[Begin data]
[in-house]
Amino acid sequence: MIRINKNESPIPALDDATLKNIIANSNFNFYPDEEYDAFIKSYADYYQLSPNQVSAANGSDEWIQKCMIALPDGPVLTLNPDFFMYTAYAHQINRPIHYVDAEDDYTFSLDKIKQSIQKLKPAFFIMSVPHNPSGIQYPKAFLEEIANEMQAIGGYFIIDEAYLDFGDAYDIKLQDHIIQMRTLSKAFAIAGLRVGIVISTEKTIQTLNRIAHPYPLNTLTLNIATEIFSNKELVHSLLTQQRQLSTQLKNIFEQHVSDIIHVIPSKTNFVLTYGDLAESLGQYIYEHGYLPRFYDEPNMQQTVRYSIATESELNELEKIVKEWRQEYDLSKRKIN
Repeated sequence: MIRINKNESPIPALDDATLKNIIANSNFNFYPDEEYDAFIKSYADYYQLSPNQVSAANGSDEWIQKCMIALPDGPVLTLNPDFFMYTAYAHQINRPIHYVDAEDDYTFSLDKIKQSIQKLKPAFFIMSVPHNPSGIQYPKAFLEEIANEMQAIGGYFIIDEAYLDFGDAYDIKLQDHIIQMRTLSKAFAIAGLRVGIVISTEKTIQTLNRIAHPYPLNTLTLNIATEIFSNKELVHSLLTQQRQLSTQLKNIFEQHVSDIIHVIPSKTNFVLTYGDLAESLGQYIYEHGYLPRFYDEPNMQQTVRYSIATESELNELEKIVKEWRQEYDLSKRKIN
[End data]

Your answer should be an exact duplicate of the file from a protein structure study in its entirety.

[in-house]
Amino acid sequence: MIRINKNESPIPALDDATLKNIIANSNFNFYPDEEYDAFIKSYADYYQLSPNQVSAANGSDEWIQKCMIALPDGPVLTLNPDFFMYTAYAHQINRPIHYVDAEDDYTFSLDKIKQSIQKLKPAFFIMSVPHNPSGIQYPKAFLEEIANEMQAIGGYFIIDEAYLDFGDAYDIKLQDHIIQMRTLSKAFAIAGLRVGIVISTEKTIQTLNRIAHPYPLNTLTLNIATEIFSNKELVHSLLTQQRQLSTQLKNIFEQHVSDIIHVIPSKTNFVLTYGDLAESLGQYIYEHGYLPRFYDEPNMQQTVRYSIATESELNELEKIVKEWRQEYDLSKRKIN
Repeated sequence: MIRINKNESPIPALDDATLKNIIANSNFNFYPDEEYDAFIKSYADYYQLSPNQVSAANGSDEWIQKCMIALPDGPVLTLNPDFFMYTAYAHQINRPIHYVDAEDDYTFSLDKIKQSIQKLKPAFFIMSVPHNPSGIQYPKAFLEEIANEMQAIGGYFIIDEAYLDFGDAYDIKLQDHIIQMRTLSKAFAIAGLRVGIVISTEKTIQTLNRIAHPYPLNTLTLNIATEIFSNKELVHSLLTQQRQLSTQLKNIFEQHVSDIIHVIPSKTNFVLTYGDLAESLGQYIYEHGYLPRFYDEPNMQQTVRYSIATESELNELEKIVKEWRQEYDLSKRKIN